This leading British brand of hats and caps with the distinctive kangaroo logo, which is becoming more and more visible throughout Europe, generated about $100 million in wholesale revenues under its brand around the world last year, up 20 percent from 2002, and headwear represented 60 percent of the total, down from abut 100 percent a few years ago. This proportion is bound to decline further as David Heys, the former executive of Converse and Benetton Group who runs Kangol since 1999, is signing up more and more licensees in different product categories.
Footwear is expected to play a pivotal role in the development of this lifestyle brand. Kangol has granted the footwear llicense for Europe to FT International, a large 18-year-old British company that sources millions of pairs of private label footwear annually from China, with offices in Shanghai and Hong Kong. Its first collection, developed for Fall/Winter 2004/05, will be shown at the GDS fair in Düsseldorf (Hall 14) next month. FT is targeting about 200 accounts in the UK, including chains like Office, Size? and Schuh. Elsewhere in Europe, FT’s CEO, Graham Wick, is looking for qualified agents and distributors who know the footwear business, but possibly also current distributors of Kangol headwear, like its partner in Poland, which has agreed to take on FT's line.
Kangol signed up last year a footwear licensee for the USA, Geoffrey Allen, which is also the licensee for Perry Ellis shoes. The first US collection, which is very different from the European one, has been selling well in some Nordstrom stores and other accounts. It represents only about 10 percent of the assortment of the first single-brand Kangol store, which opened in New York 6 months ago. The store has been a success and another one will follow shortly, again concentrating on the headwear. A third US store is set to open there next September and some 60 percent of the items on display will be shoes.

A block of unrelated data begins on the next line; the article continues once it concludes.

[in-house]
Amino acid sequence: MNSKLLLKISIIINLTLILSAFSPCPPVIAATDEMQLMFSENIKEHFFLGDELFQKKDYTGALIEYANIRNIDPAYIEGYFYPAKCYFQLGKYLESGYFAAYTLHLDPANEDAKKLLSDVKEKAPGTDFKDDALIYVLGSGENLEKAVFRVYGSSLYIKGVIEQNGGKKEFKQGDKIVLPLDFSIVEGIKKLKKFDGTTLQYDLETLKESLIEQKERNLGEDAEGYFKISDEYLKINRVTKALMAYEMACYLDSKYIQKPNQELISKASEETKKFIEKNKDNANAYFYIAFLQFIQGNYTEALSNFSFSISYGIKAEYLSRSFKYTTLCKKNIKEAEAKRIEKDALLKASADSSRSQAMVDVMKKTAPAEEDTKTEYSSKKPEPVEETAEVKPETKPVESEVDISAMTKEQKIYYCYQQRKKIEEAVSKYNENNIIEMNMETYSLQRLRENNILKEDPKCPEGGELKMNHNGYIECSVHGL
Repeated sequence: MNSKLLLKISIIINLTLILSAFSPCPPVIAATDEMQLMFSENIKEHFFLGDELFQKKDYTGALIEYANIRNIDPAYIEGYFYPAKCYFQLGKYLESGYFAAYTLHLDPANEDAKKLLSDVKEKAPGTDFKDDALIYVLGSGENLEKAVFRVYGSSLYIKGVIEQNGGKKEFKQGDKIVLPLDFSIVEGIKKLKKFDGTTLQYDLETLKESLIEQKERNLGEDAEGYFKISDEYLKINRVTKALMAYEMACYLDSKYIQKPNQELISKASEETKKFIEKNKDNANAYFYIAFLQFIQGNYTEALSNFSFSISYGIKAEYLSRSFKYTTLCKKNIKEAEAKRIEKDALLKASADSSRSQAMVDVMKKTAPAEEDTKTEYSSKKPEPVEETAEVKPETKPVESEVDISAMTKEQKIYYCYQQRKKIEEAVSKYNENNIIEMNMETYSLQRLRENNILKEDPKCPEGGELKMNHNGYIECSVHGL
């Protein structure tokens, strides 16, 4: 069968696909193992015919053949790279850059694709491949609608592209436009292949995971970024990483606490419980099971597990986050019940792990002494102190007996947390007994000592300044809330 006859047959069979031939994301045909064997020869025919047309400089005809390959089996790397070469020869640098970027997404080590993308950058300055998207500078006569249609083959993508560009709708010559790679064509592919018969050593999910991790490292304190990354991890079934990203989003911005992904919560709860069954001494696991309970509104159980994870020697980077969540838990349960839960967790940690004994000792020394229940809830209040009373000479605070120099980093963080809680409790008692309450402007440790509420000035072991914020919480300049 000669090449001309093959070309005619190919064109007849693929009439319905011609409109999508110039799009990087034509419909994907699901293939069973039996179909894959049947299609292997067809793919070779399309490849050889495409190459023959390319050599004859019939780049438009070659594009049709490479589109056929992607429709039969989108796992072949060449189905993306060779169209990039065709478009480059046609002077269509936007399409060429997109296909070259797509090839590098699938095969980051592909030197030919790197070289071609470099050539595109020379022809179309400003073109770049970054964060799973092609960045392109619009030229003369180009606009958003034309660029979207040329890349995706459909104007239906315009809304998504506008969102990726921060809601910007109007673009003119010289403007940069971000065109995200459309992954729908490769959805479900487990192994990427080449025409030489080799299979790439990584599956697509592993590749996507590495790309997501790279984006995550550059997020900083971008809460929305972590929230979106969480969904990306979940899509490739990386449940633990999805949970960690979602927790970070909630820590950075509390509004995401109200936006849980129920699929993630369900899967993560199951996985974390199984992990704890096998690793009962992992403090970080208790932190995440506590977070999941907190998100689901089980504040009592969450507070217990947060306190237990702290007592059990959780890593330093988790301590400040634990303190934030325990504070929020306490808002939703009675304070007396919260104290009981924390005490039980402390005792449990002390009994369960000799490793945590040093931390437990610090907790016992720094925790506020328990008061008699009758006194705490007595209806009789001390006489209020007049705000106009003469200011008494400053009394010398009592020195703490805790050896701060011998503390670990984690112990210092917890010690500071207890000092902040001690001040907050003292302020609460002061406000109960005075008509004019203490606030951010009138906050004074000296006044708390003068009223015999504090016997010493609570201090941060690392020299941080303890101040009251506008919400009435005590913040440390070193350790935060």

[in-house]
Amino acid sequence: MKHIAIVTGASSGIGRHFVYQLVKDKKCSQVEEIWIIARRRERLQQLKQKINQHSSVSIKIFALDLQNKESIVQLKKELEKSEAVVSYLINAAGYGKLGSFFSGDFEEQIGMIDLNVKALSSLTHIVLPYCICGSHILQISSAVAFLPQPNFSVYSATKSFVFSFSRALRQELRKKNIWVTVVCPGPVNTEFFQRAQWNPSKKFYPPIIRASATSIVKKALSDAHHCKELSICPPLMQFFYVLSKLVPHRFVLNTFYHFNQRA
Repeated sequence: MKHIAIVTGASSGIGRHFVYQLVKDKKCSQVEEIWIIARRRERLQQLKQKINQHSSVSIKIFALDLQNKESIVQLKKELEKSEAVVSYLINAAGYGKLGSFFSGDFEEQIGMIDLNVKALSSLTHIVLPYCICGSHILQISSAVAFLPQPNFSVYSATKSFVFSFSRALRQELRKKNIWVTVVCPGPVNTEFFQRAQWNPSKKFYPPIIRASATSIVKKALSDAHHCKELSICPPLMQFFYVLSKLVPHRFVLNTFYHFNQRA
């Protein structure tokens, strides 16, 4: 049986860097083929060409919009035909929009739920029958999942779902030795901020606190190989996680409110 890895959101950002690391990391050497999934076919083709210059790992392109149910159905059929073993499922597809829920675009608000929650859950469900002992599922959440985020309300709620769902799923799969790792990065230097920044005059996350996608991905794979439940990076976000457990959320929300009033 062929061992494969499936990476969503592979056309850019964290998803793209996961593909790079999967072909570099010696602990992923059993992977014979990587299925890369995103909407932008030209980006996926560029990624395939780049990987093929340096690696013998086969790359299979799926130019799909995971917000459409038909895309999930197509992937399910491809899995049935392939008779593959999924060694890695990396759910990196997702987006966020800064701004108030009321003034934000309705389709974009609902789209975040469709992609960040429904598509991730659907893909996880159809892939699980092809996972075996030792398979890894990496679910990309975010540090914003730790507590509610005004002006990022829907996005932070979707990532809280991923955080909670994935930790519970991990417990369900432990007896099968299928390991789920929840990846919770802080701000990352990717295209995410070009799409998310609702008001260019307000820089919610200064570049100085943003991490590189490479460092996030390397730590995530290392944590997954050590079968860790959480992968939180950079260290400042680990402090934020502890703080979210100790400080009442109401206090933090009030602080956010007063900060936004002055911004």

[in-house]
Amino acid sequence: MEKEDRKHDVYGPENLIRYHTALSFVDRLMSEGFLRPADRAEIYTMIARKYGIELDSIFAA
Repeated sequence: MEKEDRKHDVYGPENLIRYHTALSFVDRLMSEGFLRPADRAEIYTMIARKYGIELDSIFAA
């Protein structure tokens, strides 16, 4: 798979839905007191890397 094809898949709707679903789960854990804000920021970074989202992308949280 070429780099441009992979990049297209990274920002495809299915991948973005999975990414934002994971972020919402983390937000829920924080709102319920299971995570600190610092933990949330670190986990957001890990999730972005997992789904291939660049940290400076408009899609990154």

In Europe, Kangol only has a factory outlet in the UK and a concession in the Selfridges department store in London, but the company is about to sign a retail license for the whole European market. It signed a few weeks ago a new apparel license with Cavden and it’s about to launch the first line of Kangol branded watches, licensed to Fossil. It already has licensees for bags, cosmetics and eyewear. The Asian market is covered by a master licensee based in Japan, Crown Creative, which has already opened 4 Kangol stores and is now looking at the footwear ranges of FT International and Geoffrey Allen to see whether it should do something in this sector, too.
Kangol, a hat company founded in 1938, was losing money with its factories in the UK, the USA and China when it was acquired by a British investment group in 1997. Heys, who owns a stake in the group, stopped the production and turned Kangol into a pure brand management and licensing company that is now generating strong profits. The global headwear business has been licensed out to a US company, Bollman Hats, and its sales are increasing steadily in many European markets.